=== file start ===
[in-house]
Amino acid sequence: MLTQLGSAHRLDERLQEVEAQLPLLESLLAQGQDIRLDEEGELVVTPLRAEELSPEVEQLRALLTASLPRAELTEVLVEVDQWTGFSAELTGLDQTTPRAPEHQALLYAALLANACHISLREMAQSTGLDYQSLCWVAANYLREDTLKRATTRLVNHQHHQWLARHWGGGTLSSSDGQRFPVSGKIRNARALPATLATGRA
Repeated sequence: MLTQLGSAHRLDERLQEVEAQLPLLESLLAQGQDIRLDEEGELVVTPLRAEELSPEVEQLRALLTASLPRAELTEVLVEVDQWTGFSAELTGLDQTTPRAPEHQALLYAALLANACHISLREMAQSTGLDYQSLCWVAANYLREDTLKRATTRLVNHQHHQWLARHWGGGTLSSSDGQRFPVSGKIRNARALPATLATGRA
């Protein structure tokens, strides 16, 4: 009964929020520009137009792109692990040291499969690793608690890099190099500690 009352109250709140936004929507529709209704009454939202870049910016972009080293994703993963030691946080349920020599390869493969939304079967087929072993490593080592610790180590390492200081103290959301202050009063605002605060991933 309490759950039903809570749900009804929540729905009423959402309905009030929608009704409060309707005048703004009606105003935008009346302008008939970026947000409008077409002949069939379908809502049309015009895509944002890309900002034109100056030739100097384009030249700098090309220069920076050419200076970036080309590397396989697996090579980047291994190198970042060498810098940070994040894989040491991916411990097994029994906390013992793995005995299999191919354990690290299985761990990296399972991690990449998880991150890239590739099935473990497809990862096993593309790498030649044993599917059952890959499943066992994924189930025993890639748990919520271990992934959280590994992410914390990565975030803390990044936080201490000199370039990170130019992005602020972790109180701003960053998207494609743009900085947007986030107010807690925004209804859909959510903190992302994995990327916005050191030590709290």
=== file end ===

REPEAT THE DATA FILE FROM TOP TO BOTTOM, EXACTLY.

[in-house]
Amino acid sequence: MLTQLGSAHRLDERLQEVEAQLPLLESLLAQGQDIRLDEEGELVVTPLRAEELSPEVEQLRALLTASLPRAELTEVLVEVDQWTGFSAELTGLDQTTPRAPEHQALLYAALLANACHISLREMAQSTGLDYQSLCWVAANYLREDTLKRATTRLVNHQHHQWLARHWGGGTLSSSDGQRFPVSGKIRNARALPATLATGRA
Repeated sequence: MLTQLGSAHRLDERLQEVEAQLPLLESLLAQGQDIRLDEEGELVVTPLRAEELSPEVEQLRALLTASLPRAELTEVLVEVDQWTGFSAELTGLDQTTPRAPEHQALLYAALLANACHISLREMAQSTGLDYQSLCWVAANYLREDTLKRATTRLVNHQHHQWLARHWGGGTLSSSDGQRFPVSGKIRNARALPATLATGRA
């Protein structure tokens, strides 16, 4: 009964929020520009137009792109692990040291499969690793608690890099190099500690 009352109250709140936004929507529709209704009454939202870049910016972009080293994703993963030691946080349920020599390869493969939304079967087929072993490593080592610790180590390492200081103290959301202050009063605002605060991933 309490759950039903809570749900009804929540729905009423959402309905009030929608009704409060309707005048703004009606105003935008009346302008008939970026947000409008077409002949069939379908809502049309015009895509944002890309900002034109100056030739100097384009030249700098090309220069920076050419200076970036080309590397396989697996090579980047291994190198970042060498810098940070994040894989040491991916411990097994029994906390013992793995005995299999191919354990690290299985761990990296399972991690990449998880991150890239590739099935473990497809990862096993593309790498030649044993599917059952890959499943066992994924189930025993890639748990919520271990992934959280590994992410914390990565975030803390990044936080201490000199370039990170130019992005602020972790109180701003960053998207494609743009900085947007986030107010807690925004209804859909959510903190992302994995990327916005050191030590709290």